Gingival Graft

Basic Information

Healthy teeth are surrounded by two types of tissue. The first is the gingiva (gum), which is pink and color and dense under a microscope. The gingiva forms a tight seal around the tooth which serves as a barrier against the penetration of bacteria to the underlying supporting bone. The gingiva also helps to withstand trauma from brushing, eating, etc.

The other type of tissue, mucosa, found directly below the gingiva, is red, very thin, and appears loose under a microscope. It does not seal tightly around a tooth, nor does it withstand trauma very well (as shown by how easily you can scrape the floor of your mouth).

When recession of the gingiva occurs, the body loses a natural defense against both bacterial penetration and trauma. When recession reaches the mucosa, the first line of defense against bacterial penetration is lost. No matter how meticulously the patient tries to control the bacteria, there is a greater chance of penetrating and affecting the underlying supporting bone around the tooth. In addition, recession often results in root sensitivity to hot and cold foods, as well as unsightly appearance of the gum and tooth.

A gingival graft is designed to solve these problems. A thin piece of tissue is taken from the roof of the mouth, or gently moved over from an adjacent area, to provide a stable band of gingiva around the tooth. The result is a stable, healthy band of attached tissue around the tooth.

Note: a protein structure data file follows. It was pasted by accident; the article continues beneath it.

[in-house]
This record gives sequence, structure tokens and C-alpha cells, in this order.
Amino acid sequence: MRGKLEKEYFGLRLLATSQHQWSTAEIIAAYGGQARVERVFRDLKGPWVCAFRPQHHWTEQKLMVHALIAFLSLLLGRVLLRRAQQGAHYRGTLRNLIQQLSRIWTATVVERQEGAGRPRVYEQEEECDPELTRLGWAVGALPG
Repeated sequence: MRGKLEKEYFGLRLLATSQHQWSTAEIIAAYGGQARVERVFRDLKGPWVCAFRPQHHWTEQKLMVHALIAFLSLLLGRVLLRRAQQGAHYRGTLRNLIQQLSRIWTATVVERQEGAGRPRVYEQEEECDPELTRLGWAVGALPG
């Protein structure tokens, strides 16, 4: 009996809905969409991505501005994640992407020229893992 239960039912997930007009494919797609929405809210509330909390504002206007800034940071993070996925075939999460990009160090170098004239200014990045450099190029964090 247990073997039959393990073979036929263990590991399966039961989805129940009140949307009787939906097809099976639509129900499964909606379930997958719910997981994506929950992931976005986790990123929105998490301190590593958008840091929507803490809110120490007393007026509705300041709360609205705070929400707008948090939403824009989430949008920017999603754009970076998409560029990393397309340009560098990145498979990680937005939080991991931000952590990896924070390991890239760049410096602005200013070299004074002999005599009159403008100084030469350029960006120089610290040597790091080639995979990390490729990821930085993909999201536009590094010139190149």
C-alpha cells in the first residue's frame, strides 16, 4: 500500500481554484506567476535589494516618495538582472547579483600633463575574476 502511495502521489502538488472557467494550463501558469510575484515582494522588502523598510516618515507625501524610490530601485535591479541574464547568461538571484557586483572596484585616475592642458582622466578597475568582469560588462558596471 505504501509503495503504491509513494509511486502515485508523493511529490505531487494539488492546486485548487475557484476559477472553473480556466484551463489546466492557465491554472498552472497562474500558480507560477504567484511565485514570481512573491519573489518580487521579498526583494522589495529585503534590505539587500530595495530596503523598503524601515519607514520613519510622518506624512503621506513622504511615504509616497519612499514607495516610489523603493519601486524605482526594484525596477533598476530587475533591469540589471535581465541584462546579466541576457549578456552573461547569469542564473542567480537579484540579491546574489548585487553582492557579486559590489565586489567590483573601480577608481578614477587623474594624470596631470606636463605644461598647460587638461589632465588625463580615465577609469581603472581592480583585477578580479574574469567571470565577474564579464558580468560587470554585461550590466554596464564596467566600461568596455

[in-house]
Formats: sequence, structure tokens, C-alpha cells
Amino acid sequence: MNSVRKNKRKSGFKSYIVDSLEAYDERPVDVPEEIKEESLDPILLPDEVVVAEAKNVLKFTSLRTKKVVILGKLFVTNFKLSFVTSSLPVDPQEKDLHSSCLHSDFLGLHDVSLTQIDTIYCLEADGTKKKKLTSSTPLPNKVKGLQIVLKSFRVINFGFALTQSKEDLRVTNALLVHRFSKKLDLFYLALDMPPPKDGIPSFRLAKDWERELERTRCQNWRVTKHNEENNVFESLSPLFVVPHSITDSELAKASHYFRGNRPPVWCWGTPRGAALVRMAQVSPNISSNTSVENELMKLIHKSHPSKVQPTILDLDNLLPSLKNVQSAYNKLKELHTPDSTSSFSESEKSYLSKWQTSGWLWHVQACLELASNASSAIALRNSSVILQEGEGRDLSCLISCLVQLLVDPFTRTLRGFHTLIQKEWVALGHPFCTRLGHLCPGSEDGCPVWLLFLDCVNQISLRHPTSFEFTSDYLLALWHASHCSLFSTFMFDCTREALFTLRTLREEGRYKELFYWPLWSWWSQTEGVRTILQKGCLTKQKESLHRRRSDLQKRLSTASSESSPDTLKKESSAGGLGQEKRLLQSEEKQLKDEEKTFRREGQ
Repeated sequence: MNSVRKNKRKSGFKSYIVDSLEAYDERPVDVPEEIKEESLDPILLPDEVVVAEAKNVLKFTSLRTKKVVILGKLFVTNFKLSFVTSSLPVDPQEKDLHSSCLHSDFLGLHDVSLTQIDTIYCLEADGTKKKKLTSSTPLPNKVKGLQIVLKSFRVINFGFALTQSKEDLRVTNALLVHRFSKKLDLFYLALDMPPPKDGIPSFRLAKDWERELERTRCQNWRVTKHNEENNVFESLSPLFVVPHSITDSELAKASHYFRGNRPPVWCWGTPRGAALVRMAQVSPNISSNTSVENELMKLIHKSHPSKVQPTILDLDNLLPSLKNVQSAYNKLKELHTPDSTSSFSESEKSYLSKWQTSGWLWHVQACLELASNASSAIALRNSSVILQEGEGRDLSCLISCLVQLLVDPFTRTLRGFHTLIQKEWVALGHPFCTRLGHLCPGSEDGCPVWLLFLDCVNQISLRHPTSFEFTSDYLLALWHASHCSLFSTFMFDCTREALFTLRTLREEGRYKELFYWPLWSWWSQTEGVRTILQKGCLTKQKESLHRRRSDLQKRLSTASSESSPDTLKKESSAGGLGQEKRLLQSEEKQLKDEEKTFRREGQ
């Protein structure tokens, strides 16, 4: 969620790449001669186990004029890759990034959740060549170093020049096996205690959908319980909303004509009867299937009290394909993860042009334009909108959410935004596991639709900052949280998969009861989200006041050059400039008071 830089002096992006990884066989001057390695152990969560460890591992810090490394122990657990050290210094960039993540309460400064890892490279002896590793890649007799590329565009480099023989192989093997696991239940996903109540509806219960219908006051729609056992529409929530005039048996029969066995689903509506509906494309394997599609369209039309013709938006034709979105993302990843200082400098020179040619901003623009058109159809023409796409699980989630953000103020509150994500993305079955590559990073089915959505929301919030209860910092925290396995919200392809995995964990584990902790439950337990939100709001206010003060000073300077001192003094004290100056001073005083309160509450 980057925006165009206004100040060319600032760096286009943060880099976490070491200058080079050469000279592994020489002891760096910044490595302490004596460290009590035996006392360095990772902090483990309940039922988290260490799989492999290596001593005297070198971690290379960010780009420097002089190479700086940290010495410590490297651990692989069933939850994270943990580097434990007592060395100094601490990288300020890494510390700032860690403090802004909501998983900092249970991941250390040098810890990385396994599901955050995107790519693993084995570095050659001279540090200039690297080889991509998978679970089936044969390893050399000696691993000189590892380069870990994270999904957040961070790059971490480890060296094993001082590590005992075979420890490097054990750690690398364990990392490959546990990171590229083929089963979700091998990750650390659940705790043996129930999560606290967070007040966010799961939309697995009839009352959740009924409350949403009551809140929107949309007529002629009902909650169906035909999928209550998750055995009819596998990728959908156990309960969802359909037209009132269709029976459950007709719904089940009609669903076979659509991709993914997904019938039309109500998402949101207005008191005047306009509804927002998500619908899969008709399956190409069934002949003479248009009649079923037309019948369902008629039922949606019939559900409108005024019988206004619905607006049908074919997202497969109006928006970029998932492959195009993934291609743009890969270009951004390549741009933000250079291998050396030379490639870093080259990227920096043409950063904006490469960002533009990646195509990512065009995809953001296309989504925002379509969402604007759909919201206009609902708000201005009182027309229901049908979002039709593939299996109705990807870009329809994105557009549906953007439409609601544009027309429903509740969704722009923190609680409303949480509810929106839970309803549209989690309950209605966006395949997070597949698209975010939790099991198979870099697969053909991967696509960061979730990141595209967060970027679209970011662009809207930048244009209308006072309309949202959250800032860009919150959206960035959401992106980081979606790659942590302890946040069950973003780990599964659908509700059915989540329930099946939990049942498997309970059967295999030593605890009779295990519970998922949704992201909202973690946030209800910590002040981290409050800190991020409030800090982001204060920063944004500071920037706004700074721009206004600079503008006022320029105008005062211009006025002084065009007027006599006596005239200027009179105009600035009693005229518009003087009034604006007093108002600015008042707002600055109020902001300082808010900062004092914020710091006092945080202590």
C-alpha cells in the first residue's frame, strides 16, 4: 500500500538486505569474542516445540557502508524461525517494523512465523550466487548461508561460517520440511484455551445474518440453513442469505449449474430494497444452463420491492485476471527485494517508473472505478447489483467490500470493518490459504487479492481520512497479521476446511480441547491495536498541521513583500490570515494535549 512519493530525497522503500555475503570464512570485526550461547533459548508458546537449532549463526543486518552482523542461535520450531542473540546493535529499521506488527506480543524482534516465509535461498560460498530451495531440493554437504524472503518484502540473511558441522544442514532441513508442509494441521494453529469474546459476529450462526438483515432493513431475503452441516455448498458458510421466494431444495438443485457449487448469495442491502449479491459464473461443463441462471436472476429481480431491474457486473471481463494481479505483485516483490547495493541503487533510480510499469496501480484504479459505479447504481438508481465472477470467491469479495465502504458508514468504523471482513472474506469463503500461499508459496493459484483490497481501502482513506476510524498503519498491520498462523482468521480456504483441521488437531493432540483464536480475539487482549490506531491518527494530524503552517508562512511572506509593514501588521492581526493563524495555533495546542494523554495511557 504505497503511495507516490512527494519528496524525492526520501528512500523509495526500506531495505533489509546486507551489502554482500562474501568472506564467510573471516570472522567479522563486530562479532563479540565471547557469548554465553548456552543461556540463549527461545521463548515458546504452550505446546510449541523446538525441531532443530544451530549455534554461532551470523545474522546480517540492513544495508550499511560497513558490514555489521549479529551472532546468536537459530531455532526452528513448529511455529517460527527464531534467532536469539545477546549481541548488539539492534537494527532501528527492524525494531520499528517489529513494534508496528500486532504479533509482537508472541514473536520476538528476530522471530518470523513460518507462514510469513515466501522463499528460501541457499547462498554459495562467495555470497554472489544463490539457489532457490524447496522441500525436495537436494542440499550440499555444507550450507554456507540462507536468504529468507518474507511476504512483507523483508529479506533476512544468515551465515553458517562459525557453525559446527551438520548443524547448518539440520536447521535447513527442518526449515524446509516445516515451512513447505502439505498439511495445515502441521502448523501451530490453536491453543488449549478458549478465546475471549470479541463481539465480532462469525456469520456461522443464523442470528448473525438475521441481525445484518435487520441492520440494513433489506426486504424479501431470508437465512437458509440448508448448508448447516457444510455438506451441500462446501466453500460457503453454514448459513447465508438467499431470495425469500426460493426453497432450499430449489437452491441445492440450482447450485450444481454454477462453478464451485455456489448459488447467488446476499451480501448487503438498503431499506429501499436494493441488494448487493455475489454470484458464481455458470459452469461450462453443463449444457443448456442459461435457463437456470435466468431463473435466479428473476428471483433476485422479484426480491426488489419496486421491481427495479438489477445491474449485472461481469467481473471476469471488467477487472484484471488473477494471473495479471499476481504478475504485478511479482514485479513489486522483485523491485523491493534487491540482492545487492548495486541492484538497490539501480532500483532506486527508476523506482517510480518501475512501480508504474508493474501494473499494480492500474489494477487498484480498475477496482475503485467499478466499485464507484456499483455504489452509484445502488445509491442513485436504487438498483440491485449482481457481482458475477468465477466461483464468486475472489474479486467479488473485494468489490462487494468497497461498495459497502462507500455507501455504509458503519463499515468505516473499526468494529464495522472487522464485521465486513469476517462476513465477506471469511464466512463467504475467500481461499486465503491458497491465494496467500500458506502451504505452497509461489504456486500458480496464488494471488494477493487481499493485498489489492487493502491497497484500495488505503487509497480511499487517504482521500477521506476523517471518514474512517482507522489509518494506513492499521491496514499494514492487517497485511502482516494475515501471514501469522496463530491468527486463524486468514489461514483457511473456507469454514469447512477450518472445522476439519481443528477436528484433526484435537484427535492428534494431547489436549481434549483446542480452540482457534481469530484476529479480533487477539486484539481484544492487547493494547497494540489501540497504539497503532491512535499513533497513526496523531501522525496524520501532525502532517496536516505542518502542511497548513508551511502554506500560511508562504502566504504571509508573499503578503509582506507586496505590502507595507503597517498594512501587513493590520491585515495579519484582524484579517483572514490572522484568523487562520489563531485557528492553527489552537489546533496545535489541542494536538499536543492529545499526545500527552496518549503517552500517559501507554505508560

Commonly Asked Questions

Q: How long does a gingival graft take?
A: The visit to perform the procedure is about 60 minutes long. The stitches are removed 7-10 days later in a 5-10 minute visit. One or two 10 minute exam may be scheduled to ensure that the area has healed properly.

Q: Will the gingival graft procedure hurt?
A: Only local anesthetic will be necessary to perform a Pocket Reduction Procedure. During the visit, you will feel nothing once the area has been numbed. When the local anesthetic wears off, there will be some mild discomfort. Medication will be prescribed to control any discomfort you might experience.  It is advised that you take it easy on the day of the procedure and that you do not return to work that same day.

Q: Will I be able to resume my normal activities after the procedure?
A: It is recommended that you limit your physical activity for 48 hours after the procedure. This means not doing anything that will raise your heart rate such as lifting heavy objects, exercising, etc.

Q: Will I be able to drive myself home?
A: Unless you choose to take a relaxant, you should be able to drive yourself to and from your appointment. We are not going to impair your ability to drive.

Q: Will I be able to speak and eat normally after the procedure?A: You should be able to speak normally after the anesthetic has worn off. It is best to wait until the anesthesia has worn off after surgery before eating. If you have trouble chewing, soft foods are recommended. Resume your normal diet as soon as possible; however, it is recommended that you avoid crunchy or spicy foods.

Q: How well does the gingival graft procedure work?
A: A gingival graft is highly predictable. The result is a healthy, stable band of attached gum tissue, which reseals and protects the tooth and underlying bone.